Don’t worry if this is confusing. We will explain each dog training method in detail, as it relates to operant conditioning, below.

    16 Terms Used to Describe Dog Training Methods

    DISCLAIMER: DogNerdly and all its members believe in the humane treatment of dogs and do not condone the use of force, punishment, or coercion in dog training. Of the methods listed below, we recommend finding a trainer with a heavy focus on rewards. When seeking out a qualified trainer, we recommend searching for force-free, positive reinforcement, or marker/clicker trainers. All other training terms will produce a mix of results that could lead to hiring a trainer who may do more damage than good.

    Below is a list of training terms related to methodologies. The point of this list is to help you decipher what kind of trainer you are talking to or wish to seek out. The list is divided into 3 categories: Appetitive, Aversive, and General. Appetitive and Aversive training terms are relatively straight forward, but the general category includes terms that are overused and are misleading. These general terms are used by most trainers to make their methods sound more official, but they provide little context to determining a trainer’s methodology.

    Appetitive Training Methods

    Appetitive Training: This is a general term that refers to any method of training that primarily uses rewards and positive reinforcement. Treats and toys are used to drive behavior change because the dog has an “appetite” for them, and it creates a positive experience.

    • Marker/Clicker Training: A form of positive reinforcement training that uses a sound (like a clicker) to mark the exact moment a dog performs the desired behavior, followed immediately by a reward. It helps the dog associate the sound with positive outcomes, making it clear which behavior is being rewarded. Marker training is a technique used in appetitive and force-free training and focuses on the use of rewards instead of punishment or pain.
    • Force-Free Training: Exclusively uses positive reinforcement and negative punishment (withdrawing something the dog wants, like attention or toys, to decrease the likelihood of unwanted behavior) techniques. It avoids all forms of physical correction, focusing on rewarding desired behaviors to train the dog. Force-free training has become more popular over the years because it encourages healthy interaction and prevents the development of unwanted behaviors.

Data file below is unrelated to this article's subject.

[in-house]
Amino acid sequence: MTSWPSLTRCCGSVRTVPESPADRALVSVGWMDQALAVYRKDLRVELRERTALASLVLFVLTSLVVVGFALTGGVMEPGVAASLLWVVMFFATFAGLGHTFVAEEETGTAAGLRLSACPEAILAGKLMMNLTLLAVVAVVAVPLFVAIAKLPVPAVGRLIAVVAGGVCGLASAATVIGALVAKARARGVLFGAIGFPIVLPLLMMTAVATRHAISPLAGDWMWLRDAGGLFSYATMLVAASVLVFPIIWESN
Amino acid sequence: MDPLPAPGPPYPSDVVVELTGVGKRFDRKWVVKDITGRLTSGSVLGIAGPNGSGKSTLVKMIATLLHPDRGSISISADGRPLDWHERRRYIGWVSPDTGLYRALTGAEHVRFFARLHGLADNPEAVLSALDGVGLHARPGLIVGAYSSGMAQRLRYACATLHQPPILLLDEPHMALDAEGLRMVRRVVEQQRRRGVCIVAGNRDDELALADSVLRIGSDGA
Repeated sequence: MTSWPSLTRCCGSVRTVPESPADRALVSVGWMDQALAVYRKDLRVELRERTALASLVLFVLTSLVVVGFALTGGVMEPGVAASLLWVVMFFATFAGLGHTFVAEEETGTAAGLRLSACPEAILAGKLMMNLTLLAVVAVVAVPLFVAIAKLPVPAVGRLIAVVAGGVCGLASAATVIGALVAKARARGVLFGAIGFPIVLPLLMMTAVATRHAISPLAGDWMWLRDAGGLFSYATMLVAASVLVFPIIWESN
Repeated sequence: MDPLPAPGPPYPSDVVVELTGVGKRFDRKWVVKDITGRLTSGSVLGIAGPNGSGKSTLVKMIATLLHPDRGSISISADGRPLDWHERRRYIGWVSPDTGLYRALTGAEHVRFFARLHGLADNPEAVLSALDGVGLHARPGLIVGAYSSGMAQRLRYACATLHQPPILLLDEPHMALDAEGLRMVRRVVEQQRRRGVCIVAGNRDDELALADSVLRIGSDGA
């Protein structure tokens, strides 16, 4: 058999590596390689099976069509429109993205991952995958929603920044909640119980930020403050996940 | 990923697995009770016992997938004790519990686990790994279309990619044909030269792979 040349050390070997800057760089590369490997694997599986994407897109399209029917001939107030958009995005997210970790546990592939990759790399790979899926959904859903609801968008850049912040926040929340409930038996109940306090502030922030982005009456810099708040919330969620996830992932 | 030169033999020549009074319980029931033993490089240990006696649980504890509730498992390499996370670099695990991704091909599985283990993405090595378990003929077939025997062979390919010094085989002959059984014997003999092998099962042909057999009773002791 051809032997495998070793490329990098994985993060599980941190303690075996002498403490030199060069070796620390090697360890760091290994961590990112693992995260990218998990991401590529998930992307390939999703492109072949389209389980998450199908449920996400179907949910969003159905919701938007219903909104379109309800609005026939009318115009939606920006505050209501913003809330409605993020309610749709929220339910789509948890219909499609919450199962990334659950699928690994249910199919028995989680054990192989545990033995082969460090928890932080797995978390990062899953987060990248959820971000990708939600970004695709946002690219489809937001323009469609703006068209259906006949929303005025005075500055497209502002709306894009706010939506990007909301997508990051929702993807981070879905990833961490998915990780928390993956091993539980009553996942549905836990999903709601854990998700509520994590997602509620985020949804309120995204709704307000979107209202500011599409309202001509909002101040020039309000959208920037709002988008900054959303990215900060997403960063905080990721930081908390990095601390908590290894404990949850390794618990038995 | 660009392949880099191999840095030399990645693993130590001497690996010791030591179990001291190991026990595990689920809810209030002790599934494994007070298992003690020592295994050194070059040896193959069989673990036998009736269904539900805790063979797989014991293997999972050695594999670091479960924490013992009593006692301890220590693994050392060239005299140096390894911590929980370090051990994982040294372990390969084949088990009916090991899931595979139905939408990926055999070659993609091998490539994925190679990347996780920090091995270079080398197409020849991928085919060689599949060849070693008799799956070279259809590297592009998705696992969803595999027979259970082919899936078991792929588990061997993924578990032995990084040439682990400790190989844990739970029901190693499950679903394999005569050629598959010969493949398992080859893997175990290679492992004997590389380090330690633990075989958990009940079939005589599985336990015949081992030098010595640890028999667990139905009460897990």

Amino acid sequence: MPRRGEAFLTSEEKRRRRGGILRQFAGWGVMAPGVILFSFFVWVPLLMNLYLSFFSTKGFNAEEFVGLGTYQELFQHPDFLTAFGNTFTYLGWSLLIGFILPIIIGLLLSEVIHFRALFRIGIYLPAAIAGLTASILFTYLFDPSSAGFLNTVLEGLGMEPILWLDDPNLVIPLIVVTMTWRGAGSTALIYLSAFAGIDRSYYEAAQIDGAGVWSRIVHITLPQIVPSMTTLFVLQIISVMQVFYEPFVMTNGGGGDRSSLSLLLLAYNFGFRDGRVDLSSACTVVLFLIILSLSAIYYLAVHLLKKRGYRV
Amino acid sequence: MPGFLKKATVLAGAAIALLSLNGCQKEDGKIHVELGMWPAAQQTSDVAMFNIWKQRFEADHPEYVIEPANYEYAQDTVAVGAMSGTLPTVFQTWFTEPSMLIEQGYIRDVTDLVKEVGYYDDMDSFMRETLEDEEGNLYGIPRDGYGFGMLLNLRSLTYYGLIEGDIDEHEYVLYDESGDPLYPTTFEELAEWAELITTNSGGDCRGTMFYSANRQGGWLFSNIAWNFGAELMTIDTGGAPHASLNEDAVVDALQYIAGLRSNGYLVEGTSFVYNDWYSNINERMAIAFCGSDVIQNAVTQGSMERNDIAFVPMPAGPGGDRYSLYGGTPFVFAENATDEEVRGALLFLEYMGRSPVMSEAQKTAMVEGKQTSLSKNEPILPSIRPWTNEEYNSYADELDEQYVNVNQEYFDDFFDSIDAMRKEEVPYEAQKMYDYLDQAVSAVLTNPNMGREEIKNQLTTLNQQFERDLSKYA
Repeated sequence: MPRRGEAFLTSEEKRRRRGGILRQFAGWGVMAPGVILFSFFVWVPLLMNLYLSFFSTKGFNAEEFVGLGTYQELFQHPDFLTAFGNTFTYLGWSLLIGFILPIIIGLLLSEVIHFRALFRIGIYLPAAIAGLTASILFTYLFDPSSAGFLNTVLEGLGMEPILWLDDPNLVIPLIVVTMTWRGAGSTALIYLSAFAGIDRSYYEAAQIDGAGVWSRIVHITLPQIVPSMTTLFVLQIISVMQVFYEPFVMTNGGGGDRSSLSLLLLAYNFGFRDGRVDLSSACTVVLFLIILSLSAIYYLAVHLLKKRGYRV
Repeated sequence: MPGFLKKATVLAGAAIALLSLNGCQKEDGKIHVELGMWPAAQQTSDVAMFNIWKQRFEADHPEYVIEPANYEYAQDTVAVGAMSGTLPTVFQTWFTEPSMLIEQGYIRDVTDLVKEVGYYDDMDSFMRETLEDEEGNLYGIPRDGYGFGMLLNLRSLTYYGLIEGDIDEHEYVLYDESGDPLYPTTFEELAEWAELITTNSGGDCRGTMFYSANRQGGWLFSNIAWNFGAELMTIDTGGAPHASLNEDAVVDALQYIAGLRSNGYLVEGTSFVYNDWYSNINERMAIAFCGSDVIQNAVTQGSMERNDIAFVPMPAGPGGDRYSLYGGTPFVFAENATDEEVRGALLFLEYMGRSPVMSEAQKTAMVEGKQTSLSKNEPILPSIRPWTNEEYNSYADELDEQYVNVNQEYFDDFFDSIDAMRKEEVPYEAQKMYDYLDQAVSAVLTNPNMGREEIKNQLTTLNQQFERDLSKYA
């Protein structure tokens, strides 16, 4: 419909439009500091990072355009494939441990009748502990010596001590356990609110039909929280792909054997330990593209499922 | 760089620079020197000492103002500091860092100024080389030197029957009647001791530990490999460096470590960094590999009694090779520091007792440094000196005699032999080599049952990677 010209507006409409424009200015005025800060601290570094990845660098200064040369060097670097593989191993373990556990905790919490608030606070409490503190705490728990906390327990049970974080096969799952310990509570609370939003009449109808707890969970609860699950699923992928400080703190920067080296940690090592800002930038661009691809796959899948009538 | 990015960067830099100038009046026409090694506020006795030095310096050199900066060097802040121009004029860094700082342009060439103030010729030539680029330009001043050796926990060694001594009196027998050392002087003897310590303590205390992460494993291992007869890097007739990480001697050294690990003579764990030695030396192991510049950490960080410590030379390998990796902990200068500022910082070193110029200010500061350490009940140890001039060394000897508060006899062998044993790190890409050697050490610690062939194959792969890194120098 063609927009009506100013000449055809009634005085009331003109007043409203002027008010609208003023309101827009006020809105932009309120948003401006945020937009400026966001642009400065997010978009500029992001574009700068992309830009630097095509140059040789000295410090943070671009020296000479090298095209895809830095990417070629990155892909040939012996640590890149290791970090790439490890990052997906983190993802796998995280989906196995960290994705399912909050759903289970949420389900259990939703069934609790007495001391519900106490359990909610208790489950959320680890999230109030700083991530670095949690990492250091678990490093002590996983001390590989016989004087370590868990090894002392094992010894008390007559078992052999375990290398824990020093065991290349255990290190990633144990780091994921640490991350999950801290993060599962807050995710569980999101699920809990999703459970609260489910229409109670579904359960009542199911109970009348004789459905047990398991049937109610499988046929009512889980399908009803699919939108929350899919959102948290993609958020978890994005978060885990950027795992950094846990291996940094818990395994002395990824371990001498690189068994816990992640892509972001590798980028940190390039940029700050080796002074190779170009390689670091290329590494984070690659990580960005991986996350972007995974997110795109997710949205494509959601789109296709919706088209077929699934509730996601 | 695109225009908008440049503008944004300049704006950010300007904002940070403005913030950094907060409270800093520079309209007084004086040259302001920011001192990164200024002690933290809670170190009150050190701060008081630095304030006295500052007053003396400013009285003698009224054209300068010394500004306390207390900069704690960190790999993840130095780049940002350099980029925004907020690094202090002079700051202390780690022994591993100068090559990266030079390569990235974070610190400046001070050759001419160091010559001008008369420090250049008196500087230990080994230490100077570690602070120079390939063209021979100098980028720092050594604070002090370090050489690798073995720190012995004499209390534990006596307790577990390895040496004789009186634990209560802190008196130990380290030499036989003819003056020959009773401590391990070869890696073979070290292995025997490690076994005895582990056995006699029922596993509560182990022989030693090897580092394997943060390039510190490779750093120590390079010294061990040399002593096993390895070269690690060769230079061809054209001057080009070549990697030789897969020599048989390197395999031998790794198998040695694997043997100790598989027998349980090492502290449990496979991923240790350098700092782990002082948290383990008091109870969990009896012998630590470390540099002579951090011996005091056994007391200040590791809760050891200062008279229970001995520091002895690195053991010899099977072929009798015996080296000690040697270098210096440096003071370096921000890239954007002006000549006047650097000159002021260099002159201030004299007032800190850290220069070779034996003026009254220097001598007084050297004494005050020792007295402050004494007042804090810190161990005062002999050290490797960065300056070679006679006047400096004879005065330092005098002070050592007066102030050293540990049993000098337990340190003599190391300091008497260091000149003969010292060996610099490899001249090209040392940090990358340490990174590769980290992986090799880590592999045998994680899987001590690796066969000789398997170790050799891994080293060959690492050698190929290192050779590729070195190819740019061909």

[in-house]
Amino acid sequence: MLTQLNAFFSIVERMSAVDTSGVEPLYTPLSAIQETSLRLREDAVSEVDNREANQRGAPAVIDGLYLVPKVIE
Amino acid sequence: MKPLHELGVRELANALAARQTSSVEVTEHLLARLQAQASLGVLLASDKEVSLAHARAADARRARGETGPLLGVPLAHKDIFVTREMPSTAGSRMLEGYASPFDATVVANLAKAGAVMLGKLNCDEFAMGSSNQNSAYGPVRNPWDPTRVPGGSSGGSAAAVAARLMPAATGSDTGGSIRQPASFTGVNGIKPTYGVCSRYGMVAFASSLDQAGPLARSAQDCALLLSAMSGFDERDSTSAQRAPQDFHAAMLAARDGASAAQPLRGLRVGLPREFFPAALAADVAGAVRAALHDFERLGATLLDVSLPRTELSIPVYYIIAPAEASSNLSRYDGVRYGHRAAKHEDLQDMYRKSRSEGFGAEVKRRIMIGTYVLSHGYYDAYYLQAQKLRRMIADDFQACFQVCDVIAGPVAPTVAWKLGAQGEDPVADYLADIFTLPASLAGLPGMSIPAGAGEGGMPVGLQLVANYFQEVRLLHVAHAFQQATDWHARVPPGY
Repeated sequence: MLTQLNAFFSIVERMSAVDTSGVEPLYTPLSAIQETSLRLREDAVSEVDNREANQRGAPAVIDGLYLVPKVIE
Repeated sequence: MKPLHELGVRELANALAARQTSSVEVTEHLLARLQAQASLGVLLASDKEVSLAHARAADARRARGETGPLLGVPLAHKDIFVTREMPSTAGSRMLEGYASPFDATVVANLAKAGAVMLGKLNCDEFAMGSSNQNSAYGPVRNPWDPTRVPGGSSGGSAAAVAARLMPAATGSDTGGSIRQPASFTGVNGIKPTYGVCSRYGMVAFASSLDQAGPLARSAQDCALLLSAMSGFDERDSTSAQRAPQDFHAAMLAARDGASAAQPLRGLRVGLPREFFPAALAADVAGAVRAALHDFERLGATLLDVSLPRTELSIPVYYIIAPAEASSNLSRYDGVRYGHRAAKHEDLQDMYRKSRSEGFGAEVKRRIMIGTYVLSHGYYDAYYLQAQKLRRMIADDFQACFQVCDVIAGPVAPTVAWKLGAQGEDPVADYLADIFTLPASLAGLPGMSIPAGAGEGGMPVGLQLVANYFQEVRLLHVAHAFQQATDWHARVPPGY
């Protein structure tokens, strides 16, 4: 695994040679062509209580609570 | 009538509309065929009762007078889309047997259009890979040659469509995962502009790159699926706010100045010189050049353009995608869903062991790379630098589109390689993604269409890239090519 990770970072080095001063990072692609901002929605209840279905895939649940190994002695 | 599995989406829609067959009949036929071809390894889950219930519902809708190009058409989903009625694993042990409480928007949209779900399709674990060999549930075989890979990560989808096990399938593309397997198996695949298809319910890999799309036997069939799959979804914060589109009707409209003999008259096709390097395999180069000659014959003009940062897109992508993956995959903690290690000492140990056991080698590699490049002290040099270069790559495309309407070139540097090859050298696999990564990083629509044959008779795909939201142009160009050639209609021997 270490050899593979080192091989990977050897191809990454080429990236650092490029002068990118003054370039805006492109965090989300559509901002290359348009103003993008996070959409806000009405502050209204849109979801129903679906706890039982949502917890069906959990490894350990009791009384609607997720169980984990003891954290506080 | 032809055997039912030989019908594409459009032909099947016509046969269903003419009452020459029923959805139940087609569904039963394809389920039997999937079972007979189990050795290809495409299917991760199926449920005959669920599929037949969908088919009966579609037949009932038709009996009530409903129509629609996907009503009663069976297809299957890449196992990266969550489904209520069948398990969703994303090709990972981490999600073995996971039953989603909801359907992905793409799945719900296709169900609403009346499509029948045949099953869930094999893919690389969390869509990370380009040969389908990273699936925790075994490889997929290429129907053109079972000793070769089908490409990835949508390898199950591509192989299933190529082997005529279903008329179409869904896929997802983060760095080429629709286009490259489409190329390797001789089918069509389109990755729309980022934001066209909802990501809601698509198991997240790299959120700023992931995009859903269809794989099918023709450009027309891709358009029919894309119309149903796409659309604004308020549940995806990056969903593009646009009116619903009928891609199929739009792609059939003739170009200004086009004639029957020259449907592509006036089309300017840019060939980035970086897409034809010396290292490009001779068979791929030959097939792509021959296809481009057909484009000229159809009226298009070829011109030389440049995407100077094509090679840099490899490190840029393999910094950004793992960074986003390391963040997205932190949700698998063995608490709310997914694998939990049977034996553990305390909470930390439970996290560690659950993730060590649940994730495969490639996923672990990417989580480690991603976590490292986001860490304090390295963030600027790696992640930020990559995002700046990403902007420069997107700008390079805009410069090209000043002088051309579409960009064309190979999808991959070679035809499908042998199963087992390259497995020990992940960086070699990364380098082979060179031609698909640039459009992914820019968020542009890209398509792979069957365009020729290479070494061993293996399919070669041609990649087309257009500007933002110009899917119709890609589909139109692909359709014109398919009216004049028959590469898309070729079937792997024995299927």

• Concept Training: Instead of focusing on skills and manners, concept training focuses on developing certain traits or characteristics in dogs. Using positive reinforcement and games that dogs enjoy, we can strengthen a dog’s Confidence, Optimism, Resilience, Grit, etc. Improving on these qualities makes all other training easier and prevents unwanted behaviors from occurring. Concept training can be looked at as a foundation to all other training.

    Aversive Training Methods

    Aversive Training: Training that primarily utilizes unpleasant stimuli to discourage unwanted behaviors. This approach can include positive punishment (adding something unpleasant following a behavior to decrease its occurrence) and negative reinforcement (removing something unpleasant when the desired behavior occurs to increase the likelihood of the behavior).

    • Alpha Dog / Dominance Training: Based on the debunked theory that dogs are constantly striving for dominance and humans must establish themselves as the "alpha" leader. This method often uses positive punishment and negative reinforcement, emphasizing submission cues from the dog. This is a dying method because of the lack of science and misunderstanding of what motivates a dog. We highly recommend staying away from any trainer that uses the term “alpha” or tells you to dominate your dog.
    • Balanced Training: Balanced training makes use of positive reinforcement (rewarding desired behaviors) AND forms of punishment (to discourage unwanted behaviors). The term “balanced” can be misleading because it implies a more harmonious approach, but the use of punishment often overshadows the use of rewards. The term “balanced training” has become synonymous with aversive or compulsion training because most of these trainers lean heavily towards the use of punishment.
    • Compulsion Training: Relies on forcing the dog to comply with commands, often using corrections or physical manipulation. It primarily uses positive punishment and negative reinforcement to shape behavior. This method is becoming less popular as we learn more about the effects of punishment on the emotional wellbeing of dogs. Compulsion training is known to cause increased fear and aggression that can lead to many other unwanted behaviors.